In direct procurement, there is a shift in terms of proactive instead of reactive procurement where the buying companies and suppliers collaborate on planning, execution, and quality of their supply chain.

  • Planning: buying companies share forecasts with suppliers who are then able to take commitments via real-time collaborative platforms.
  • Execution: exchanging purchase orders, confirmations, advance ship notices, invoices to manufacturing visibility, or consignment inventory statuses.
  • Quality: ensuring end-to-end visibility, which allows to have a win-win platform where buying companies and suppliers gain in efficiency across this process.
For indirect procurement, companies are buying based on a list of negotiated items including specifications, terms and conditions. This is materialized into a shared electronic catalogue that buyers can autonomously maintain while customers keep control by approving the prices. For many customers, around 60% of their indirect spend can be managed via these electronic catalogues. Some suppliers even propose discounts on purchasing prices in order to encourage their clients to move to such cloud solutions.

Stéphanie Noujeim, Senior Supply Chain Procurement Transformation

Kristof Persoons, Director Sourcing and Procurement, and Stéphanie Noujeim explain how to address the three main priorities:

  1. Enhancing Corporate Social Responsibility
  2. Driving Operational Efficiency
  3. Digital Transformation

Supplier collaboration and enabling greater visibility into the supply chain is the CPO’s most effective weapon to address these challenges. The more mature purchasing organizations are investing in these collaboration networks and linking with other providers like Ecovadis , D&B, etc.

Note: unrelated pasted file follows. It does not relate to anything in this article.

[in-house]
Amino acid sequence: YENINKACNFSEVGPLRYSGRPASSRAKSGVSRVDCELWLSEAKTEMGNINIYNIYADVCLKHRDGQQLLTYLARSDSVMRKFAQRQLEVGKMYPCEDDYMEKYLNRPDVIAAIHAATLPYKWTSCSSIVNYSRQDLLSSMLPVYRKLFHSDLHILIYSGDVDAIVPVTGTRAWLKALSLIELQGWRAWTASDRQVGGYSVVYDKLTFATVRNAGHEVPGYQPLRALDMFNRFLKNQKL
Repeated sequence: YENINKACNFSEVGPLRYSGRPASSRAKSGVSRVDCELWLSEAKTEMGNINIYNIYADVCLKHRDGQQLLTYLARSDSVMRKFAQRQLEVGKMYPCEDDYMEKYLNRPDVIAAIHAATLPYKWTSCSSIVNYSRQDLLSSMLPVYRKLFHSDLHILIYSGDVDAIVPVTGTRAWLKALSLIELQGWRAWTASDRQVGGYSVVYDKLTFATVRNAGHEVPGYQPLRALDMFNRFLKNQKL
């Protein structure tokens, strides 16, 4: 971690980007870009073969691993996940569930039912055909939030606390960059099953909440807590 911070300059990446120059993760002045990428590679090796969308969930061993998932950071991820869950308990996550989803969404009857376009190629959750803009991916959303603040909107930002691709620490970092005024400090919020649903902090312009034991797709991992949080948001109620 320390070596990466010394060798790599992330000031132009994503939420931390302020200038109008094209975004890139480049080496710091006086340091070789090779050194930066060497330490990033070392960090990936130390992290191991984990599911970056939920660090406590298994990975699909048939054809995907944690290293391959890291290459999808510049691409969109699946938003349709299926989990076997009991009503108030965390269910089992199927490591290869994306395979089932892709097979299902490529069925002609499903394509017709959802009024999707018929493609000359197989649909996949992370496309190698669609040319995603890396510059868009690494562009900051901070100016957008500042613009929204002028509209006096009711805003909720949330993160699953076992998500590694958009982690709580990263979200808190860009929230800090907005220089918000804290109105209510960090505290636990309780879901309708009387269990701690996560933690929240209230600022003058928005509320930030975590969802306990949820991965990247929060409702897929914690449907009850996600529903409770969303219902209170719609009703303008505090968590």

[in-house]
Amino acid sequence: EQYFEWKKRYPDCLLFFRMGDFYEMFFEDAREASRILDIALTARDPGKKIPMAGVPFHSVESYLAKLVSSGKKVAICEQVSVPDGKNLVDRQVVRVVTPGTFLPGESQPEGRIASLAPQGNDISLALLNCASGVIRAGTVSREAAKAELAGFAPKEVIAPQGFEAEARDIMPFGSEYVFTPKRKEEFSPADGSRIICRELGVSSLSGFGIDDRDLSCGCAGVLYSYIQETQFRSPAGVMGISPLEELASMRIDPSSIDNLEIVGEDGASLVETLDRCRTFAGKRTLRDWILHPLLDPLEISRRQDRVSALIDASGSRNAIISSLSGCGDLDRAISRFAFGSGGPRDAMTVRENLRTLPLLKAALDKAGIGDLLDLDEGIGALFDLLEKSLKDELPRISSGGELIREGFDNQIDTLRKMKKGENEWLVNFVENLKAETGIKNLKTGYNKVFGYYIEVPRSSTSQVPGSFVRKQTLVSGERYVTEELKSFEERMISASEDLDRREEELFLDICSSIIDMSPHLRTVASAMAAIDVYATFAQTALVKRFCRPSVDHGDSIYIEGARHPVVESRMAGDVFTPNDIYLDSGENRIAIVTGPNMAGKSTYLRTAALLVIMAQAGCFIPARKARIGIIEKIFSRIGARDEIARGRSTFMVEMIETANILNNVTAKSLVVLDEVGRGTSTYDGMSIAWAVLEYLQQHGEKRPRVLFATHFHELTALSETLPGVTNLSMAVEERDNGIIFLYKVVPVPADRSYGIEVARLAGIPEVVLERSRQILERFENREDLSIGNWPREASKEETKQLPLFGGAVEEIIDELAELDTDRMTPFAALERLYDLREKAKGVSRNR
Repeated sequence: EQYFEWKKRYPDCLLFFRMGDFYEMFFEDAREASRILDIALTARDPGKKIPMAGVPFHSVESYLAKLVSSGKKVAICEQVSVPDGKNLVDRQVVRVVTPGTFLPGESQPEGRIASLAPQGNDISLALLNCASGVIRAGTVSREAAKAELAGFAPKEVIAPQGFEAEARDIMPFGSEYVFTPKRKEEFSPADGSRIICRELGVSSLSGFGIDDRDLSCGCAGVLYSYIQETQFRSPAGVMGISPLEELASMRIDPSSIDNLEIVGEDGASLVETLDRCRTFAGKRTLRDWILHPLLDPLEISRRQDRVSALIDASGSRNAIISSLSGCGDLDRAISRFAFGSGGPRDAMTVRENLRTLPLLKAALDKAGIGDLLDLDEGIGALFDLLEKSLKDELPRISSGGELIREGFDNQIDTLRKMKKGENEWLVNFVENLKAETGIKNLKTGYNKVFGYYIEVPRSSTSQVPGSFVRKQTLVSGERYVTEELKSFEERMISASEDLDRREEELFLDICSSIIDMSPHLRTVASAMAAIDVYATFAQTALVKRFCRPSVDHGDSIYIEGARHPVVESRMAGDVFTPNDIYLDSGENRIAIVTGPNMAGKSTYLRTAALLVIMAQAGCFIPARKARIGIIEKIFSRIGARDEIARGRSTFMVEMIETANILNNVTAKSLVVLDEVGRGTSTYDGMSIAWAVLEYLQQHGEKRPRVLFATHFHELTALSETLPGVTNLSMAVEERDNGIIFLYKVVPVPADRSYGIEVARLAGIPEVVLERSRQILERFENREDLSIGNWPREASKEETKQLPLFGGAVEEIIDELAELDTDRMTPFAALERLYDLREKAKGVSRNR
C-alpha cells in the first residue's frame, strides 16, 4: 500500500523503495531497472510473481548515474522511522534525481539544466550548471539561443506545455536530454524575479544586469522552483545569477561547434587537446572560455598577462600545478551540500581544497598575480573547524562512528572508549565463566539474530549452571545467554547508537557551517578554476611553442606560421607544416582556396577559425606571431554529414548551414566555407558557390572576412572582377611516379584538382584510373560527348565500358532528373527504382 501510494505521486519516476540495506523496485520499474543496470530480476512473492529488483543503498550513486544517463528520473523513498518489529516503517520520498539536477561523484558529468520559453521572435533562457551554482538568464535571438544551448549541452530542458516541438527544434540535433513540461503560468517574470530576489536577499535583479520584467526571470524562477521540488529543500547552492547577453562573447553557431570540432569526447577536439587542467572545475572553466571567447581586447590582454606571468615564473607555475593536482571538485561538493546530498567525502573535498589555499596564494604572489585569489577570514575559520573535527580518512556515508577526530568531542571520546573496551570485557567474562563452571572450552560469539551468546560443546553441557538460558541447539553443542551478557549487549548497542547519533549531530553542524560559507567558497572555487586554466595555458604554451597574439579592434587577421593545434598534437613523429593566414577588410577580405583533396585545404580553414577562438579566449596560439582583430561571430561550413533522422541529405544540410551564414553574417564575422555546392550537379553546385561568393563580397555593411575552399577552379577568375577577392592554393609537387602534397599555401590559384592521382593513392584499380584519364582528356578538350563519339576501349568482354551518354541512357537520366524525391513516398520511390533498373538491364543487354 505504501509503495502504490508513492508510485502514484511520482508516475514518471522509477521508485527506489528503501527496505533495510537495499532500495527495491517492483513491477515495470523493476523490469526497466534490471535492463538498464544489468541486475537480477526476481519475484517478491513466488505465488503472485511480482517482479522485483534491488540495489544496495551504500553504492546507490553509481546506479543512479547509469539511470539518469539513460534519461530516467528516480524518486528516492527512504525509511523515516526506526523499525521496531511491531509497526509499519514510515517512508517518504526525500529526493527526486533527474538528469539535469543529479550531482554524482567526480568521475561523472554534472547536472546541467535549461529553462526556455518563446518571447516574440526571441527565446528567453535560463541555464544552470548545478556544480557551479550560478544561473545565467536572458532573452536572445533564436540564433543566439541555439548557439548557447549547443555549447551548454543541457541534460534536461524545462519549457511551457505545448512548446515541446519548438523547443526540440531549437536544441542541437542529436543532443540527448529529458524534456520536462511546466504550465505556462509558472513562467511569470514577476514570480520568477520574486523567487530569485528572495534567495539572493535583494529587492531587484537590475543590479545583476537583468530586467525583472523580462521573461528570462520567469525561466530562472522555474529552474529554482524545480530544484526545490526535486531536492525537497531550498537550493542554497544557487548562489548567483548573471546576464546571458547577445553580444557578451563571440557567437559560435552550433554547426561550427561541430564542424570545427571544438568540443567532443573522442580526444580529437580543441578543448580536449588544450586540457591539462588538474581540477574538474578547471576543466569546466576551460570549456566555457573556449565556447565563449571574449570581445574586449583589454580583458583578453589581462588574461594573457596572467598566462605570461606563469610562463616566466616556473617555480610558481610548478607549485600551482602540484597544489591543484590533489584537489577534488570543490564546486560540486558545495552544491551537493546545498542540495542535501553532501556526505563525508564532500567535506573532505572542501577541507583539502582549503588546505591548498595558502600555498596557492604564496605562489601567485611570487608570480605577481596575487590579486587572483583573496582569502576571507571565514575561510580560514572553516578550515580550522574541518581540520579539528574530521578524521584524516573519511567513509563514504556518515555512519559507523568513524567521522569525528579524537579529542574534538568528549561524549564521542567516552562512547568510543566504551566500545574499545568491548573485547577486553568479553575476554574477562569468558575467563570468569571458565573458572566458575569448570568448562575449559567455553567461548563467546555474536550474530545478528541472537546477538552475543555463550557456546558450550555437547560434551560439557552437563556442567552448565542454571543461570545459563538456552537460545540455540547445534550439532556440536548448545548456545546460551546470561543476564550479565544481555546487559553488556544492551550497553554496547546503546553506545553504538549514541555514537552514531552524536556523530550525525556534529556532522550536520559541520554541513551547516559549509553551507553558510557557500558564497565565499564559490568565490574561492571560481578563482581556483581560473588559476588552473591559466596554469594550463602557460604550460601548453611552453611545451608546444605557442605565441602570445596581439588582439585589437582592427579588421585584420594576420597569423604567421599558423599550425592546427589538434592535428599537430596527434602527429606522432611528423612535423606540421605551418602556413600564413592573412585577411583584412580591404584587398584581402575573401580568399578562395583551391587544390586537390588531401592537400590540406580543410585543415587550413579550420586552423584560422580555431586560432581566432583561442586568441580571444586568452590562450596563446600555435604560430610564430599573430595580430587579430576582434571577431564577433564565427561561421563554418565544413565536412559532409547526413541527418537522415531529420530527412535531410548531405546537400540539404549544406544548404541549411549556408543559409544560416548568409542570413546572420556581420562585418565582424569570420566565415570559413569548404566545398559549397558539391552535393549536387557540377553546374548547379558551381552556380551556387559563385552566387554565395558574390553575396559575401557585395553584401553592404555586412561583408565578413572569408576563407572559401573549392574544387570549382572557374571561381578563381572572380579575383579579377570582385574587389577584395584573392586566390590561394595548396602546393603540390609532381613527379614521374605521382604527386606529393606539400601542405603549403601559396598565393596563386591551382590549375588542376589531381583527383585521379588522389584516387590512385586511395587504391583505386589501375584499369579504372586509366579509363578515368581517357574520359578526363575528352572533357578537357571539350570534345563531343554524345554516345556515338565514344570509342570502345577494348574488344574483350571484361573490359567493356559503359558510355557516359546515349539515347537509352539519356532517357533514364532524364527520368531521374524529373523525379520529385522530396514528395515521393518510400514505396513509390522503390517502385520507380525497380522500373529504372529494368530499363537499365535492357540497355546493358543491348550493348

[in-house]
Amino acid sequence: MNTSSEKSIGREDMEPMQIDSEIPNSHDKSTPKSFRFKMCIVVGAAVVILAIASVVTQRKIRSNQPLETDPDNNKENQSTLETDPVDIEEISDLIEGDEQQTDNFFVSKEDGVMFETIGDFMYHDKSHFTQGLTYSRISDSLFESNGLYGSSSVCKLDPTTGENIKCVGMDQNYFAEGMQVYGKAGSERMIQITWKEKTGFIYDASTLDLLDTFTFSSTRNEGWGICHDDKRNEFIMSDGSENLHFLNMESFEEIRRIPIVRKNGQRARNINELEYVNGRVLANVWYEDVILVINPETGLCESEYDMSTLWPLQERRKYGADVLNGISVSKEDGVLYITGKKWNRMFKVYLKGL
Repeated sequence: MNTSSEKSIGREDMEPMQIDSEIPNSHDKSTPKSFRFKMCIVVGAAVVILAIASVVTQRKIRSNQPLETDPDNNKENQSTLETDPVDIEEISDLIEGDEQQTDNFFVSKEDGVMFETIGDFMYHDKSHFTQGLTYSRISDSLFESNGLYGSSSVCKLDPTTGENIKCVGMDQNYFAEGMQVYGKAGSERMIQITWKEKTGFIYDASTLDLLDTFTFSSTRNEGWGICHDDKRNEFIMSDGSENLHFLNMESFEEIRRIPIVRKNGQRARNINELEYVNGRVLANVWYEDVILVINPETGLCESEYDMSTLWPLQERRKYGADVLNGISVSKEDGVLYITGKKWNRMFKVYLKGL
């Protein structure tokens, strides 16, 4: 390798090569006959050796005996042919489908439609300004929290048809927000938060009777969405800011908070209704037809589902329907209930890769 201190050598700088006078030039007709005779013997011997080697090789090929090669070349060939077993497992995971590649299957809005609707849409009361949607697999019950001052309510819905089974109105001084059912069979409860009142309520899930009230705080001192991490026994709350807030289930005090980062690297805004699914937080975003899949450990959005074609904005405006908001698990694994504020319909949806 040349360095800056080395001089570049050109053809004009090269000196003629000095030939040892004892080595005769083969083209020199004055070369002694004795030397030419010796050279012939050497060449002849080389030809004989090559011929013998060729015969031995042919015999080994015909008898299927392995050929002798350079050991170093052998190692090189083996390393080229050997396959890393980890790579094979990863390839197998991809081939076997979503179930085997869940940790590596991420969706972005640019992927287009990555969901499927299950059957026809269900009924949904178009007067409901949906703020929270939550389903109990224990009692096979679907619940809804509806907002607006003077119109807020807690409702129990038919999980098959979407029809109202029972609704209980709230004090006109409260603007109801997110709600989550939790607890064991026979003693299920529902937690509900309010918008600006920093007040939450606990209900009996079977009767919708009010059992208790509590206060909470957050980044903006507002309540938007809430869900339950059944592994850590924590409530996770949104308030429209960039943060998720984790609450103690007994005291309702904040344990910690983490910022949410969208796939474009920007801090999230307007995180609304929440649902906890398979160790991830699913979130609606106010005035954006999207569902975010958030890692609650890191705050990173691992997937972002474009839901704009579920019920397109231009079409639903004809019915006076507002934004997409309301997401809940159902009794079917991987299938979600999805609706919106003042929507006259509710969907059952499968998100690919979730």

The ‘Know your customer’-efforts are being leveraged to the supply base by connecting and knowing your suppliers, qualifying, certifying, and classifying to drive differentiated risk assessment.

Regarding Digitalization, we observe step-by-step transformations and big bang transformations where organizations “jump into” the change at once. It all depends on the company culture and its readiness to change.

In practice, this translates into starting your transformation based on integrated solutions that are scalable and future-proof:

Move to cloud

Keep it simple

Stick to standard

Think about your end users

Keep your objectives in mind along the way

  • The major trends in procurement involve Risk Management, Sustainability, Digitalization, and Collaboration
  • New procurement paradigm applicable to all industries
  • To achieve the collaboration shift towards a Network Economy, there are three main key elements: Digitalization of your own processes, leveraging broad networks, and embarking suppliers in the best way
  • Thorough change management is indispensable